A little bit of rain did not deter us from making a visit to the vet’s office for a nice thorough exam, a full set of vaccinations, and some compliments on her cuteness. Zee is a bit of a sissy in the rain, but once she got Chick’s waterproof coat on, she hardly even noticed the rain drops that were falling on her head.
When I first met Zee at the shelter, she was 7 pounds overweight and had a bad case of conjunctivitis, some skin inflammation, upper respiratory infection, and a mysterious neurological condition. All we really knew was that she was a sweet girl, maybe eight years old, who would almost certainly be overlooked in the shelter for as long as she lived there. In a shelter full of beautiful, bouncy, happy dogs, it’s hard for a mellow older girl with special needs to compete– people tend to get stuck on her age and apparent depression and move on.
Zee had full bloodwork done when we had her spayed a few weeks ago, but she had not had a chance to bask in the glorious attention of a nice vet who would thoroughly check her vitals and answer all of our questions — until a few days ago. Not surprisingly, she did great, and the vet’s assessment was even better than we had hoped.
Zee’s weight is down to a perfectly healthy 44 pounds. Her ears, eyes, heart, and lungs are all in great shape, and her teeth are in remarkable condition for a dog her age, especially given the fact that she has likely never eaten high-quality food before. The vet was very impressed with her beautiful, thick coat that is as soft as velvet — so different than any of the other dogs we have fostered to date. He also detected very little arthritis in her joints– so little that he did not even recommend a joint supplement, only a daily multivitamin. He thought that she may even be younger than the estimated 8 years old that the shelter had guessed — possibly 6 or 7. In other words, she is a perfect physical specimen!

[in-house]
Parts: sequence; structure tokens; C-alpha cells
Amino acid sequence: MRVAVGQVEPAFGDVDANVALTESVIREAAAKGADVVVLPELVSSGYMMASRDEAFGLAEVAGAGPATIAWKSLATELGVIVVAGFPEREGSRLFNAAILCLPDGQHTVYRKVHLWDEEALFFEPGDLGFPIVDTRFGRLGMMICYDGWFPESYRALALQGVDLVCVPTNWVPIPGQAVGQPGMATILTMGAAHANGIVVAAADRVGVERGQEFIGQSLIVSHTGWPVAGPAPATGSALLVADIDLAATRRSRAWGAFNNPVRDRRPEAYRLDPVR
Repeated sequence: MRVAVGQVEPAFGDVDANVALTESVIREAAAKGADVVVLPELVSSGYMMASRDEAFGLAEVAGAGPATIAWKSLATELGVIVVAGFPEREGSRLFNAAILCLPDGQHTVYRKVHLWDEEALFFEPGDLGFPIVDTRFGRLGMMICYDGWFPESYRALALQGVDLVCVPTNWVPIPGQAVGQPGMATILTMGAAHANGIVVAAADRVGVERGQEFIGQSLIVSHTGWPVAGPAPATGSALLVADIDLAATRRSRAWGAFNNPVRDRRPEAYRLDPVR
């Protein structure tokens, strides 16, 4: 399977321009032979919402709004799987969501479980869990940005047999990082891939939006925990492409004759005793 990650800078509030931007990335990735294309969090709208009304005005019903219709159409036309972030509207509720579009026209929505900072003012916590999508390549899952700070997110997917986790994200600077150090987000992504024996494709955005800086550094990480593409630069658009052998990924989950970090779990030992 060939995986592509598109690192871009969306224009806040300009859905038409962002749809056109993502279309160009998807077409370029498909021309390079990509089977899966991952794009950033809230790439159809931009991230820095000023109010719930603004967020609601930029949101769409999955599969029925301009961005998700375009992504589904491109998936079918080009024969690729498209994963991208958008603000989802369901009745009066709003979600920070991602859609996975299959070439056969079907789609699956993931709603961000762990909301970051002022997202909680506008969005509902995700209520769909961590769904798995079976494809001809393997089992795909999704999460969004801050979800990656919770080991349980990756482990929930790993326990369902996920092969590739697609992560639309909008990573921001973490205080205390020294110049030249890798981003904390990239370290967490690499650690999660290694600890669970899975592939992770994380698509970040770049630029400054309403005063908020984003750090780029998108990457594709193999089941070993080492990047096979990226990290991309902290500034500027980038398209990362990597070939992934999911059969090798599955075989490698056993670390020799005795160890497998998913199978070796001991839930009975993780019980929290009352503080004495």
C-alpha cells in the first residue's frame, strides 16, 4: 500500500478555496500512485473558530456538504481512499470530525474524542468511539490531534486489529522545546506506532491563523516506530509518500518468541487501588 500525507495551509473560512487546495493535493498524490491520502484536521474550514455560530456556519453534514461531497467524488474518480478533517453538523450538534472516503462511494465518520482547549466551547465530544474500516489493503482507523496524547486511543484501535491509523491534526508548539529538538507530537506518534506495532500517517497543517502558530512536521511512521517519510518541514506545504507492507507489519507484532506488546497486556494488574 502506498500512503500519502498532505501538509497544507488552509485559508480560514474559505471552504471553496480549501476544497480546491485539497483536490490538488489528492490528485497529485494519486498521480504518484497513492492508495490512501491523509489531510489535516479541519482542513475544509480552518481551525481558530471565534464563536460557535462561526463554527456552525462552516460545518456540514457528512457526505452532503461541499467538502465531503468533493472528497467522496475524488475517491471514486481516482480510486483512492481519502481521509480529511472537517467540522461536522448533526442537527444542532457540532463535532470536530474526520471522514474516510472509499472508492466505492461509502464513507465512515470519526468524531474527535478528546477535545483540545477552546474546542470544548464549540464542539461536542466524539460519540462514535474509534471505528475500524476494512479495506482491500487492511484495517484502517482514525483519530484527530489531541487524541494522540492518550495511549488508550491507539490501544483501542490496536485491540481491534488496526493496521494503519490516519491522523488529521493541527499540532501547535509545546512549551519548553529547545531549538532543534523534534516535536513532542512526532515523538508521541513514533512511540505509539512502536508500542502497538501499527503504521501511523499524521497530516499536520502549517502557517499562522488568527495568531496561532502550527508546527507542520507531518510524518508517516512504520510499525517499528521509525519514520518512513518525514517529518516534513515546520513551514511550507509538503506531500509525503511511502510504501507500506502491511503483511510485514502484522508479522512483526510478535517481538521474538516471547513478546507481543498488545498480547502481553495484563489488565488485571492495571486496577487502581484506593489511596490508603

The vet was also kind enough to spend some time investigating Zee’s neurological condition, which does not seem to cause her any pain or suffering, but does make her just a tad off balance — as though she were a little tipsy or walking on a boat sometimes. He did a few tests on her reflexes and coordination, watched her walk up and down stairs, and asked her to sit, stand, and follow him around the office in different directions and maneuver around corners.
The observation confirmed for our vet what we had already suspected, which is that Zee’s condition is likely the result of a trauma earlier in her life that has affected her balance and depth perception, and only very slightly her reflexes — it is essentially a form of brain damage. This type of condition comes on at once — at the time of the trauma — and tends to be stable afterward. For Zee, this means that her cute trot, her clumsy way of bumping into coffee tables, and her need to sit down when she sneezes are going to be lifelong traits, but are not likely to develop into more serious issues down the road. From the vet’s assessment, the way Zee bumbles happily through the day now is the same way she will bumble happily in five years.